In the first plan too the reader would see the villainess but not know who she was. For that I had to create three or four possible female candidates, one of whom would be revealed at the end. That hung on for about the first 10,000 words, by which time I realised that creating even three women with any depth was going to take far too much attention away from the villa and from Megan and Gideon. Back to the drawing board. The other women survived and thrived though, in supporting roles, as Bianca and Alcinda, who became Megan’s friends and Signora Bertolo, Gideon’s landlady. Gabriella reigned supreme as villainess and developed in ways that I had never foreseen.

The perfect book? Or even the book I intended to write? I don’t think so. The restoration of the villa and its garden and Megan and Gideon’s love affair were constants, but the story had its own way in quite a lot of the rest. It doesn’t really matter, as long as the readers enjoy it.

Thank you, Evonne. That's made me want to read your book even more. It's already downloaded onto my Kindle and I can't wait to escape to Italy and immerse myself in Megan and Gideon's story.

Evonne is an award winning Welsh author of romantic suspense - more crime and dead bodies than your average romance. She likes to set her book in her native Wales, or for a touch of glamorous escapism, in favourite holiday destinations in Europe. She is a Doctor of Philosophy and an historian, and a member of both the Romantic Novelists’ Association and the Crime Writers’ Association.





 A Villa in Portofino

Third in the ‘Riviera’ Series of romantic suspense: love and mayhem in the sunshine of the French and Italian Riviera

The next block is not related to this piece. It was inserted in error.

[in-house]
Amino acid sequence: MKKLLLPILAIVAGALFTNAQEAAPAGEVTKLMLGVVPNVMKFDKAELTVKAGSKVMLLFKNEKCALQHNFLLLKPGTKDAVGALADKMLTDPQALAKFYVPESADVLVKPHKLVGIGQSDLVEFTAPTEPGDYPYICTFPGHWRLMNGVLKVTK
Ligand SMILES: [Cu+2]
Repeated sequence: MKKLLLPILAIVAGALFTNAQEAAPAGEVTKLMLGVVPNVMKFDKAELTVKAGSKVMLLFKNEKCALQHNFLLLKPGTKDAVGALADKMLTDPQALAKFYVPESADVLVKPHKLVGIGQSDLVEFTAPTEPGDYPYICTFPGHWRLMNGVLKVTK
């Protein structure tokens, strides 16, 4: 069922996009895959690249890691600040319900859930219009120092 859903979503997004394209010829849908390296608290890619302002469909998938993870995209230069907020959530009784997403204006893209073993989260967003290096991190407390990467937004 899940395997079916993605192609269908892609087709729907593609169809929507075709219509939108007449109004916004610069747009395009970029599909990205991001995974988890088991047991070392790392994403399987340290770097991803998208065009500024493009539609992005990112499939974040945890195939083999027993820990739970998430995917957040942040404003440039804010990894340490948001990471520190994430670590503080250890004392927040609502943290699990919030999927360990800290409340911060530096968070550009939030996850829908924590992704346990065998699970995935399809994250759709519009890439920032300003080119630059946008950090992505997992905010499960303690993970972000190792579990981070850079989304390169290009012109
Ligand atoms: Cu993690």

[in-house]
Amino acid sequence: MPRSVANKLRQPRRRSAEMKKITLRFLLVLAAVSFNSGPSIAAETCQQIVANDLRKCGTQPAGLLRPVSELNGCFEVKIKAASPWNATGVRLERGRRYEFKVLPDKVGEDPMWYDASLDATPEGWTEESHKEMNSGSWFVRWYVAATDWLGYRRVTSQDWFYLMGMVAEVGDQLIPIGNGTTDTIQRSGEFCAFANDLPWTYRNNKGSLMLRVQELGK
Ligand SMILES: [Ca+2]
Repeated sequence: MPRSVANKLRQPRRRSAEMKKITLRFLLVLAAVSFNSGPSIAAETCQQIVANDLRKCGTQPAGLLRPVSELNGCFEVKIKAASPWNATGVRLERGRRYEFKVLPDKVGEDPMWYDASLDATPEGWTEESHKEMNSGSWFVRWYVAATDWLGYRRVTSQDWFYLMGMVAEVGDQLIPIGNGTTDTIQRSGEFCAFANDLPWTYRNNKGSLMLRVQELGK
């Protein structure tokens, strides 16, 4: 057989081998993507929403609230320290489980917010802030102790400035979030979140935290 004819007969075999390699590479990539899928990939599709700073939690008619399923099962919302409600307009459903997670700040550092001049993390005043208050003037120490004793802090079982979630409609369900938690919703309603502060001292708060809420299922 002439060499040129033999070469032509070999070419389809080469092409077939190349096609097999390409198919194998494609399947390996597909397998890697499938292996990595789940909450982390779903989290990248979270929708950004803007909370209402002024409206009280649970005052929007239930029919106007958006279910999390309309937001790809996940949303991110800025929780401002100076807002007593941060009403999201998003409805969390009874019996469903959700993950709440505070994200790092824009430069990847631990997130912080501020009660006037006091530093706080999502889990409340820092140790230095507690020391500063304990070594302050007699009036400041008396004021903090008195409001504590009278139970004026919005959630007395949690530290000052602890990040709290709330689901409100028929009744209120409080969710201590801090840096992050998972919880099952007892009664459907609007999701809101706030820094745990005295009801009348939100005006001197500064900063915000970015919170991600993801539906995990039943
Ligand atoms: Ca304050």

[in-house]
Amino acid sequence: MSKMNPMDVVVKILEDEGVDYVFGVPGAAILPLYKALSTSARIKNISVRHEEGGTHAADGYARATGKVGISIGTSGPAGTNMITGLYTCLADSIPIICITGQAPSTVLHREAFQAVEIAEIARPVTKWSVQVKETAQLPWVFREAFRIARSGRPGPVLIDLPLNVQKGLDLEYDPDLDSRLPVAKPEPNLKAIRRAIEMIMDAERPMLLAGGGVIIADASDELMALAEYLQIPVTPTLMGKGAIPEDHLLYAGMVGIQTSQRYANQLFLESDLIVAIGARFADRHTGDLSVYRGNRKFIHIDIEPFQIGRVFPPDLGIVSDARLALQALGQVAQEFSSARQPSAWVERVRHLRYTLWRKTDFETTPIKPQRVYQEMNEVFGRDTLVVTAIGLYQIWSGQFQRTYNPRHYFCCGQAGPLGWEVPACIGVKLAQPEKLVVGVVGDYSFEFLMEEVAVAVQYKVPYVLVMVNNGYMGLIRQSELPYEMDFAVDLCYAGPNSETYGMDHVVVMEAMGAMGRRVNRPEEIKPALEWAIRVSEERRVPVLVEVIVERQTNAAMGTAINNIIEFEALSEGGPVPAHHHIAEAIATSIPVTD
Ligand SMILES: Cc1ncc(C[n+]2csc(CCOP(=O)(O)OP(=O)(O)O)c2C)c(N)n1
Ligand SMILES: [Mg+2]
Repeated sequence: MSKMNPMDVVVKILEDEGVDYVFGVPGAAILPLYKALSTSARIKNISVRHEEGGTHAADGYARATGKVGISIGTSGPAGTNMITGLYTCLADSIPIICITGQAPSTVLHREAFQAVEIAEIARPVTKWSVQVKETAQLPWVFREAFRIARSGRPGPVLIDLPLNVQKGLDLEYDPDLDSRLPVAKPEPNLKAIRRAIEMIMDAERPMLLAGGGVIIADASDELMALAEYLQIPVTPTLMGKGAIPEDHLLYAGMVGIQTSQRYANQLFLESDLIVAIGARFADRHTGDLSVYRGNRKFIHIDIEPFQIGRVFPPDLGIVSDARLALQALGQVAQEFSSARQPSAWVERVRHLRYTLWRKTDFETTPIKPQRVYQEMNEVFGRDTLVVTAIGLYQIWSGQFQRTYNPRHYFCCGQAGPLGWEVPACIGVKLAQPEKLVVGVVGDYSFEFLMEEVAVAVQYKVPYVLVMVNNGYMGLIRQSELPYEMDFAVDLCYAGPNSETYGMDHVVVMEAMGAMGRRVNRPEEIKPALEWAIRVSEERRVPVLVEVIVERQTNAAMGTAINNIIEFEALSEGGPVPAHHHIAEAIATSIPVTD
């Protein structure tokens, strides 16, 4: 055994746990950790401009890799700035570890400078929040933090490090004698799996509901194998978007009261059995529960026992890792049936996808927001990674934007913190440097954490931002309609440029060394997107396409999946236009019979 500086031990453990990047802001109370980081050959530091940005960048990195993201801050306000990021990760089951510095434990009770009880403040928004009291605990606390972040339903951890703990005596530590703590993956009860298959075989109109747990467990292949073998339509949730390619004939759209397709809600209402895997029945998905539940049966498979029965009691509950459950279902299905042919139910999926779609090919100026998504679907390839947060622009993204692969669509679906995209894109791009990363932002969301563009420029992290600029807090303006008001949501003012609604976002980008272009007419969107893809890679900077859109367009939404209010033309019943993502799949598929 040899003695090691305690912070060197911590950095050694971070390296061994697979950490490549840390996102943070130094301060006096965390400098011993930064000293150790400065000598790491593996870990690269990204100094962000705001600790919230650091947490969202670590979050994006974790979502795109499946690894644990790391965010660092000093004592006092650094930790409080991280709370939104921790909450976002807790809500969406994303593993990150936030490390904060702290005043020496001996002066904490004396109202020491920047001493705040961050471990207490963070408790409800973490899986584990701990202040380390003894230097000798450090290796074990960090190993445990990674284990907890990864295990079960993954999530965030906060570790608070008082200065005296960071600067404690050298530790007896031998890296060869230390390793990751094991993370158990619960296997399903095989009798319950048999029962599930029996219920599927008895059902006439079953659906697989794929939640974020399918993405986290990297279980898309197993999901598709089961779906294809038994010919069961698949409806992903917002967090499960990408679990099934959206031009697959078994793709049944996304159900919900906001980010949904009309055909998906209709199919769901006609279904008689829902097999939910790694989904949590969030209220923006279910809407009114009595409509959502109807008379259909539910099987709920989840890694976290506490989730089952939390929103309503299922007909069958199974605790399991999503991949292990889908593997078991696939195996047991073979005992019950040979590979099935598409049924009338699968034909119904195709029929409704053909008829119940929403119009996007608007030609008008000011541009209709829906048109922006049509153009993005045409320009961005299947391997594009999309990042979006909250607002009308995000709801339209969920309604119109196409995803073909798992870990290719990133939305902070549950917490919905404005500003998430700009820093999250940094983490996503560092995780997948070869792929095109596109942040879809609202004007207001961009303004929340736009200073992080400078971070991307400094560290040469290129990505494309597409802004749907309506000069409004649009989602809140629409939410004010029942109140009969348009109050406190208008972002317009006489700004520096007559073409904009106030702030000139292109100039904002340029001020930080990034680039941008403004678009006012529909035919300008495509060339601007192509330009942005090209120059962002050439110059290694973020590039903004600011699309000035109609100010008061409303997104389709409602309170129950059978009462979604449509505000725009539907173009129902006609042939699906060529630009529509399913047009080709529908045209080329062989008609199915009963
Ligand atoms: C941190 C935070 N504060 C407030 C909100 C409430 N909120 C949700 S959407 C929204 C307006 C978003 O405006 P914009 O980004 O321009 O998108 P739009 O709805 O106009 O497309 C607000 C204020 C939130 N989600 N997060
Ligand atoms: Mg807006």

From chambermaid to "got it made"...

When hotel cleaning temp and poetry academic Megan Morrison finds out she's inherited an Italian villa and small fortune from her estranged great-great-aunt Olwen, she doesn't quite know how to react. That is, until she travels to Portofino to see Il Guardino delle Rose for herself. Then she knows exactly what she has to do: live there!

Enchanted by the beauty of the house and gardens, fascinated by the history, and more than a little intrigued by handsome hired landscape gardener Gideon West, Megan can immediately see the villa's potential as a dream home.

But having long-lost relatives sometimes means long-lost secrets - and it seems that Olwen had plenty of those. Could these secrets and a jealous obsession be powerful enough to drive Megan out of the house she's already fallen in love with?

Available as an e-book from



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Thank you for reading. Have your stories changed from the initial idea to the one that readers find behind the cover of the published book? Is there a constant that was there from the very beginning? I'd love it if you commented. Thank you.

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To find about all my books, please visit Jan Baynham Amazon Author Page



  1. Thanks Jan for inviting me onto the blog. It's good to make a return visit with a new book.

    1. It’s a pleasure, Evonne. I’m very much looking forward to reading ‘A Villa in Portofino’.

  2. Enjoyed discovering how your novel evolved. Jessie

    1. Thank you for commenting, Jessie. Yes, it was interesting to see how Evonne’s novel changed.

    2. I don't think I've ever had one change quite so much in the writing process - just shows you how the book takes over.

  3. A great post, Jan and Evonne. I've begun the book and wish I could simply sit down and keep reading it!

    1. Thank you, Jill. I found Evonne’s post interesting, too. Like you, I’ve now started the novel and am enjoying it.